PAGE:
Scholars 2013

2013 Past - Classics, the Modern Legacy of the Ancient World

HASSAN Rachele

rachele hassan

Tel-Aviv University, Department of Classics - Greece and Rome

“Roman Law and Latin Poetry: A Study of Horace’s Satires”

Update December 2016


Rachele Hassan studied Law at La Sapienza University of Rome (graduated cum laude 2005) and completed her PhD in History and Comparative Law, at Roma Tre University of Rome and Uned University of Madrid (2010), with a thesis on Roman Law and Poetry. Her fields of research are Roman Law, Legal History, Latin Literature and Ancient Society.

She is a postdoctoral fellow at Bar-Ilan University, Faculty of Law, and she teaches Italian language at the Open University of Israel and for the Heseg - Foundation for former lone soldiers. In 2015, she received a post-doctoral scholarship at the Faculty of Law, in Tel Aviv University, where she was previously awarded a postdoctoral scholarship in Classical Studies (2012-2014). In 2013, she won the Dan David Prize for Young Researchers, in the field of Past-Classics: The Modern Legacy of the Ancient World.

She published a book on Law and Literature in Horace ‘La poesia e il diritto in Orazio. Tra autore e pubblico’ (Naples, 2014), and a number of peer-reviewed articles: Tradizione giuridica romana antica e ideologia augustea. Un catalogo di dannati nel Tartaro virgiliano (Aen. 6.608-614)’ (Pavia, 2009); ‘Votum spopondit. Considerazioni a margine di Hercules Oetaeus 1295 ss.’, (Pontificia Universitas Lateranensis 2010); ‘Sacrilege as an Archetypal crime: between between Law and Religion in Horace’s Satire 1.3’ (Salerno, 2016); ‘Bees, Slaves, Emperors, Tyrants: Metaphors of Constitutional Change in Rome between the Republic and the Principate’ (Belgium, 2017 - forthcoming).




Jovene editore, Napoli 2014

Poetry and Law in Horace. Between the Author and the Public(s)

A new book by Rachele Hassan

The book is devoted to the surprisingly recurrent use of legal terms and imagery in Horace’s poetry.

It is not a mere listing of sources, but an investigation of the interaction between law and literary production in Rome in the first century BC.


In Horace’s poetry, the recurrent use of legal terms and imagery is surprising, with many references to law, including various norms of the Twelve Tables, sacrilege and lex Aquilia (sat. 1.3.115-117), treasure trove (sat. 2.6.1-13), latent defects (sat. 1.2.83-92, 2.3.281-286, epist. 2.2.1-20).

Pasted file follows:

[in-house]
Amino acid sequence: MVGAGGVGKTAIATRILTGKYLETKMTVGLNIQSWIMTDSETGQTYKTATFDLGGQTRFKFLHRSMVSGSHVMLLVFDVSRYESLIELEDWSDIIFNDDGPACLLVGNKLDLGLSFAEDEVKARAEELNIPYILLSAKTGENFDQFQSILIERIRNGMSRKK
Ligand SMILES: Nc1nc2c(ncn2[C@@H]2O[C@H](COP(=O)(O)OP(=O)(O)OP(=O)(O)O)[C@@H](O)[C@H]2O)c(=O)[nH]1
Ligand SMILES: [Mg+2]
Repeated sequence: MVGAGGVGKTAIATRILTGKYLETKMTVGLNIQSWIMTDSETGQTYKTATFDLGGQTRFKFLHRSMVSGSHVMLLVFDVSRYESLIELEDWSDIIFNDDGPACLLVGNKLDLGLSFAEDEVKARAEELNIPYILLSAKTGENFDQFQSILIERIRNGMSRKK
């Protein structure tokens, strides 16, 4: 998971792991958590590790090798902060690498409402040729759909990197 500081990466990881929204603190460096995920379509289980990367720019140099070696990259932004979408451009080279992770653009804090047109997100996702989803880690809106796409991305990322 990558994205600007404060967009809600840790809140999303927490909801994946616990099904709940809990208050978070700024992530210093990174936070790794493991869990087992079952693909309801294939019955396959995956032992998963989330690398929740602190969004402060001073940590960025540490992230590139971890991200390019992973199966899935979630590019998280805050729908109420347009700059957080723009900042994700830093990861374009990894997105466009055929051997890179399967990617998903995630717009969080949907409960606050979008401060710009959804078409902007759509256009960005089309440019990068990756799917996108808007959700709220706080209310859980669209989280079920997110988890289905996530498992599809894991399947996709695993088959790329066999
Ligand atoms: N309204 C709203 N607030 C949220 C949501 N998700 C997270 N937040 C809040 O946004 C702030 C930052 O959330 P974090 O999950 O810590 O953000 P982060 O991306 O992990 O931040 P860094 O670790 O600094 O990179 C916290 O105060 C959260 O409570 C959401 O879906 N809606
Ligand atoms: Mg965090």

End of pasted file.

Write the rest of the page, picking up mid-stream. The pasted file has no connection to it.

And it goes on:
Often amusing, sophisticated and technically precise, they are aimed at readers with different levels of education: from the most elementary to that of jurists in the strict sense of the term. Horace’s literary texts can therefore be understood variously, according to readers’ cultural background, amicitiae and interests.

The use of legal references is particularly evident – in its extent and quality – in the Satires: in this context they have an ironic and/or parodic function, that is, they are designed to make readers laugh. The meaning and function of specific citations therefore had to be understood by the audience(s), in a play of mirrors between writer and reader. Consequently, the knowledge of law in the Rome of the first century BC seems not to have been the exclusive preserve of specialists, but to have necessarily extended to include educated intellectual circles. The juridical tradition, and in some cases, the law in force, appear to have been a characteristic part of the Romans’ heritage, a literary – but also cultural in a broad, social sense – whole, and acquired a role as a tool for poetic ends: law served poetry and, at the same time, was an essential part of a narrative of the Roman society of that time, with all its vices.

Adopting the perspective of the relation between text, context and reader, the study examines the various kinds of legal imagery and terminology in Horace’s work. It is not intended to be a mere listing of sources, but an investigation of the interaction between law and literary production in Rome in the first century BC.